On examination at the emergency department, he was found unresponsive with heart rate 140/min, BP 130/80, Afebrile, RR 18/min Spo2 96% on room air. His GCS E1V2M4 (7/15). Pupils were bilaterally reactive with sluggish response to light. Urgent noncontrast CT head was done which revealed Small hypodense areas in bilateral temporal lobes.MRI brain revealed bilateral white matter changes hypodense on T1. FLAIR and T2 showed multiple hyperintensities in brain stem, medial temporal lobes and in centrum semiovale and bilateral periventricular white matter. DWI/ ADC pattern showed restricted diffusion. No post contrast enhancement seen. No significant mass effect and mid line shift is seen. Due to low GCS, he was intubated and managed in ICU. He received high dose steroids IV methylprednisolone 1g once daily. But the patient’s condition remained critical, his GCS declined and he started developing signs of raised Intracranial pressure and he died on 4th day of admission.

Figure 1 MRI FLAIR,DWI,ADC and T1w contrastimages of patient 1

Case 2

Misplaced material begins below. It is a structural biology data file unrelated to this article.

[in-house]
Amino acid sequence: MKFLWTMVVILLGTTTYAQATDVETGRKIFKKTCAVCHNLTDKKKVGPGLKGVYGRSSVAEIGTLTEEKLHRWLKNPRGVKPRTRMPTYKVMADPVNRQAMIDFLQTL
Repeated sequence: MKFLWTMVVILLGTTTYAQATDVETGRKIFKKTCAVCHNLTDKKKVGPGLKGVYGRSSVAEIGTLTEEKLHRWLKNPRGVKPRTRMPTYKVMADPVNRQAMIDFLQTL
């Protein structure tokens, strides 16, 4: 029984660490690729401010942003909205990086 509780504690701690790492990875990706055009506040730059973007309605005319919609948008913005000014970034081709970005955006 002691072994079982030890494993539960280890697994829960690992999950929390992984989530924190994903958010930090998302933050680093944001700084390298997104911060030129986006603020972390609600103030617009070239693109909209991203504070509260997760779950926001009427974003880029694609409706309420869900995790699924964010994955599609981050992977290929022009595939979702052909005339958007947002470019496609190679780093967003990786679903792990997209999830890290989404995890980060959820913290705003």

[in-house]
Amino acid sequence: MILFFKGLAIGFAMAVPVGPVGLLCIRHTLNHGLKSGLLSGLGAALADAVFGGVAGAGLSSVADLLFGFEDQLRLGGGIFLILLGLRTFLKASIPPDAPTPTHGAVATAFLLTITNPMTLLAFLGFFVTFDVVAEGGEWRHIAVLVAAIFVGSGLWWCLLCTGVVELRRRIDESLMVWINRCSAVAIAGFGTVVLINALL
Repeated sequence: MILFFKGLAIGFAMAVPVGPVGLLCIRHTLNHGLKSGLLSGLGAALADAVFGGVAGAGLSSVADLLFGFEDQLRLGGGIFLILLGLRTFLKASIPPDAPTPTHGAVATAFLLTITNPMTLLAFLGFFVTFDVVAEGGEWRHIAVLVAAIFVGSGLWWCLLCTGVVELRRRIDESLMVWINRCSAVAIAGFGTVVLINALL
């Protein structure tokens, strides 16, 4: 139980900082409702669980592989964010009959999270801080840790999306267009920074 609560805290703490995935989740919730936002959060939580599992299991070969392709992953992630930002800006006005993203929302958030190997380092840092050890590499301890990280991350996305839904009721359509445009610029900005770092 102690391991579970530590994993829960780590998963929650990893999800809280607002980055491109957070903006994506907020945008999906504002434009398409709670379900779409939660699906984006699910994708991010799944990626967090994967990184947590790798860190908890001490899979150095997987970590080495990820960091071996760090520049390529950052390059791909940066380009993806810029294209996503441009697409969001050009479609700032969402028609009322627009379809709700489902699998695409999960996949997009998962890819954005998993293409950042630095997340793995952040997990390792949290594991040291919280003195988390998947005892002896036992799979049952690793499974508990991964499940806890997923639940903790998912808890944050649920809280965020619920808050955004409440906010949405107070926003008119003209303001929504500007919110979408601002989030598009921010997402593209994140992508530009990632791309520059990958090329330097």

A 50-year-old female at the emergency department with a history of recent dengue fever 10days back, presented with right sided weakness and decreased level of consciousness for the last 2 days. On examination, positive findings included BP 160/100 mm of Hg, Heart rate 54/min and GCS OF E1 V2 M3 6/15. Her pupils were sluggishly reactive to light reactive and she had bilateral extensor plantar reflex. She was intubated there and was placed on ventilator support. Serological and hematological evaluations revealed dengue IgM and IgG positive with normal hematocrit, TLC and Platelets. MRI brain revealed abnormal signals in left basal ganglia and adjacent deep insular and frontotemporal lobes. These appear hyperintense on T2WI and FLAIR, have diffusion restriction and show ring like and patchy extensive enhancement. Few have associated rim of edema. There is mass effect on left lateral ventricle with 4.8mm midline shift. similar signal intensity marginally enhancing focus in right medial temporal lobe in its posterior gyrus. Few smaller similar signal foci seen in left side of brainstem and in right basal ganglia. Few non-enhancing microvascular ischemic foci noted in background frontoparietal white matter. Lumber puncture couldn’t be carried out because of significant midline shift. She was started on Solumedrol 1gm/day along with supportive care. Neurosurgical decompression was offerred but keeping in view the high risk benefit ratio, attendants refused it. She deteriorated on 2nd day of admission and passed away.